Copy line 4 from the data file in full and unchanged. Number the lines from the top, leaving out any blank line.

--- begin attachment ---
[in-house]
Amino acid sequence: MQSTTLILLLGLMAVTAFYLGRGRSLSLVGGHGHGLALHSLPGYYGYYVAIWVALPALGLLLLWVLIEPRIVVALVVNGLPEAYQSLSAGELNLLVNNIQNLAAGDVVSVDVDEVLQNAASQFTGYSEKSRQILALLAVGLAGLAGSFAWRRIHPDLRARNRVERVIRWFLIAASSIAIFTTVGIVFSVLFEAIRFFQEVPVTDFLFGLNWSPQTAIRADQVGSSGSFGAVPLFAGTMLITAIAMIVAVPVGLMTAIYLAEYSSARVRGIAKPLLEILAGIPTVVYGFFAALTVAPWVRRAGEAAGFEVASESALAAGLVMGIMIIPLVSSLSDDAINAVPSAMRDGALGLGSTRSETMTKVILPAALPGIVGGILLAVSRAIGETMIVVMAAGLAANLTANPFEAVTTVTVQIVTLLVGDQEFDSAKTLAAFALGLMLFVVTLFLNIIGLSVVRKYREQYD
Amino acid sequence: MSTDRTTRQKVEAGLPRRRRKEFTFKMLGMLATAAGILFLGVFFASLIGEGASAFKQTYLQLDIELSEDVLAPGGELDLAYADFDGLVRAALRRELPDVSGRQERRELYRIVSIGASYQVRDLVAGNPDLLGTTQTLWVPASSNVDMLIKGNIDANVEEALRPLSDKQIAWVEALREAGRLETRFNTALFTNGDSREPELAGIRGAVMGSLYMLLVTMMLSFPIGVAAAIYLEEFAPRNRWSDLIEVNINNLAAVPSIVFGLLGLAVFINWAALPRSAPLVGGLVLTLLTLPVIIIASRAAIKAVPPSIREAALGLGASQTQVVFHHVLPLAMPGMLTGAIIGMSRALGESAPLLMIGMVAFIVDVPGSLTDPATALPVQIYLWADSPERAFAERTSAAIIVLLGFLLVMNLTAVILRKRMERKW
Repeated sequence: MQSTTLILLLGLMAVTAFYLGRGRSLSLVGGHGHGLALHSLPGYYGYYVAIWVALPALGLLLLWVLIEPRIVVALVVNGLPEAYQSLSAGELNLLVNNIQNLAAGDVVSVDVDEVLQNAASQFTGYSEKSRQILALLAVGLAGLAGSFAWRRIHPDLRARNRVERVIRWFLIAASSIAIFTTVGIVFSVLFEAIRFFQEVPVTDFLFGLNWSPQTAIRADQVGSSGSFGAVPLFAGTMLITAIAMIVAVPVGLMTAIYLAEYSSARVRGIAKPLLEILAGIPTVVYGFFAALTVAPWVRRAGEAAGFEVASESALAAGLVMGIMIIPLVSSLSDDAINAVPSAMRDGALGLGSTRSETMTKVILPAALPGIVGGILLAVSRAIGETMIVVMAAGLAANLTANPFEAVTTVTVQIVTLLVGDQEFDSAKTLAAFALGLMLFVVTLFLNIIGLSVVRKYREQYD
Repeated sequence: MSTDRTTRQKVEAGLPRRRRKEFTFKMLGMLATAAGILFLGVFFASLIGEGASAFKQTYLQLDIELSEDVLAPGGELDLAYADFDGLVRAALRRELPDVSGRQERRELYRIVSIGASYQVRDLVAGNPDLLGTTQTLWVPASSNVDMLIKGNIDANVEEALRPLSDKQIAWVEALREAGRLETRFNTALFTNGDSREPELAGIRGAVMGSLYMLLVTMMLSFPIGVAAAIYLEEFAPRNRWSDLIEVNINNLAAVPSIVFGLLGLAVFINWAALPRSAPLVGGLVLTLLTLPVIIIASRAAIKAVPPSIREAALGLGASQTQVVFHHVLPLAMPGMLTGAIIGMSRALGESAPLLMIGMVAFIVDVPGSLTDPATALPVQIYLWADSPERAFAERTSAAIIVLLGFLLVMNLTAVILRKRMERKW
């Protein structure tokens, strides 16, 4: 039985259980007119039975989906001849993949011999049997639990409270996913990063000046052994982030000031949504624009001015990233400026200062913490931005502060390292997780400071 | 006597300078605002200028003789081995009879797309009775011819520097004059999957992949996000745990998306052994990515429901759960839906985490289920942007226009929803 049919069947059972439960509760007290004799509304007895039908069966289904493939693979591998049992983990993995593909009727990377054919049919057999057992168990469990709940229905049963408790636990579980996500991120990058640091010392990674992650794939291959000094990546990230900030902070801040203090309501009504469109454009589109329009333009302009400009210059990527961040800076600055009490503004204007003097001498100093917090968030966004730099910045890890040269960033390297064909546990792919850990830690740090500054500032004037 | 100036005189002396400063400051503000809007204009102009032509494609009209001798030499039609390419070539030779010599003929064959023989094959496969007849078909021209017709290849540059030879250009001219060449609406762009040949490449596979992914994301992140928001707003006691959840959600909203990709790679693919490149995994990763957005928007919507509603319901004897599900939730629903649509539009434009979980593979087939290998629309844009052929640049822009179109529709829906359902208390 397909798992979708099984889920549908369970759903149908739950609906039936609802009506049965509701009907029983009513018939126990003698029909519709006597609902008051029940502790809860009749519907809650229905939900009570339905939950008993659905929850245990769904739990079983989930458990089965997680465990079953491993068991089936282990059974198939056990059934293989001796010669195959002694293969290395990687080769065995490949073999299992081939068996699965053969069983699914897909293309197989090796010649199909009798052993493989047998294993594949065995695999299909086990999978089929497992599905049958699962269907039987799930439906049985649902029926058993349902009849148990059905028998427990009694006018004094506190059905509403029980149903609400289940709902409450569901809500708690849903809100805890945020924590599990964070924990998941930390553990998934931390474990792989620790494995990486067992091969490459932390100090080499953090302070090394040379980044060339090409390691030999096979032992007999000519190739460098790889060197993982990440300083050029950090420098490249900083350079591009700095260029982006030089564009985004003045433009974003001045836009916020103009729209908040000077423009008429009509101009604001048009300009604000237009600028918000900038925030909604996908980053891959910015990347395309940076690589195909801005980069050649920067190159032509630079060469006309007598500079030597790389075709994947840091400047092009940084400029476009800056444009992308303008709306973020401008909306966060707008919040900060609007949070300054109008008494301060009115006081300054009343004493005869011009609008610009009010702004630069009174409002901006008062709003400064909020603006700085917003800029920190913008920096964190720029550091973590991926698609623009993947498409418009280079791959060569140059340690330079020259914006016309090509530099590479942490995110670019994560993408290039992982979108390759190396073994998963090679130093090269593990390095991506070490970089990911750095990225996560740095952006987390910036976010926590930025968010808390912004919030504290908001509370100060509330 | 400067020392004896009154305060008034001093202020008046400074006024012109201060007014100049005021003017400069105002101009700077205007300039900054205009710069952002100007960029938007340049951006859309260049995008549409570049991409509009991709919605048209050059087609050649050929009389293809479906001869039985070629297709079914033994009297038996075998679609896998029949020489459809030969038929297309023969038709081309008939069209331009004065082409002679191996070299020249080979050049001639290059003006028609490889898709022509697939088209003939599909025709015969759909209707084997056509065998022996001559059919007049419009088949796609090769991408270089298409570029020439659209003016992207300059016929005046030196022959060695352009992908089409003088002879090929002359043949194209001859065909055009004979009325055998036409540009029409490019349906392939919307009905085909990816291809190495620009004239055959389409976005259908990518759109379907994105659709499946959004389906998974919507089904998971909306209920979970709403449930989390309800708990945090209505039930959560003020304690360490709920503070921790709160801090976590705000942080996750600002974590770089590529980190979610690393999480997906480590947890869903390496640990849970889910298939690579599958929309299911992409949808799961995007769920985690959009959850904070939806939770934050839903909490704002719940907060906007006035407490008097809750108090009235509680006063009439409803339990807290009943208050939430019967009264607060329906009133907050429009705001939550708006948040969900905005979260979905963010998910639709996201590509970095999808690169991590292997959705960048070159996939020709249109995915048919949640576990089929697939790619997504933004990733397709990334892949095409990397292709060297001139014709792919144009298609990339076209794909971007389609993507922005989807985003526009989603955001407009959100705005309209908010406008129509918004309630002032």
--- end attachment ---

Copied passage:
Repeated sequence: MQSTTLILLLGLMAVTAFYLGRGRSLSLVGGHGHGLALHSLPGYYGYYVAIWVALPALGLLLLWVLIEPRIVVALVVNGLPEAYQSLSAGELNLLVNNIQNLAAGDVVSVDVDEVLQNAASQFTGYSEKSRQILALLAVGLAGLAGSFAWRRIHPDLRARNRVERVIRWFLIAASSIAIFTTVGIVFSVLFEAIRFFQEVPVTDFLFGLNWSPQTAIRADQVGSSGSFGAVPLFAGTMLITAIAMIVAVPVGLMTAIYLAEYSSARVRGIAKPLLEILAGIPTVVYGFFAALTVAPWVRRAGEAAGFEVASESALAAGLVMGIMIIPLVSSLSDDAINAVPSAMRDGALGLGSTRSETMTKVILPAALPGIVGGILLAVSRAIGETMIVVMAAGLAANLTANPFEAVTTVTVQIVTLLVGDQEFDSAKTLAAFALGLMLFVVTLFLNIIGLSVVRKYREQYD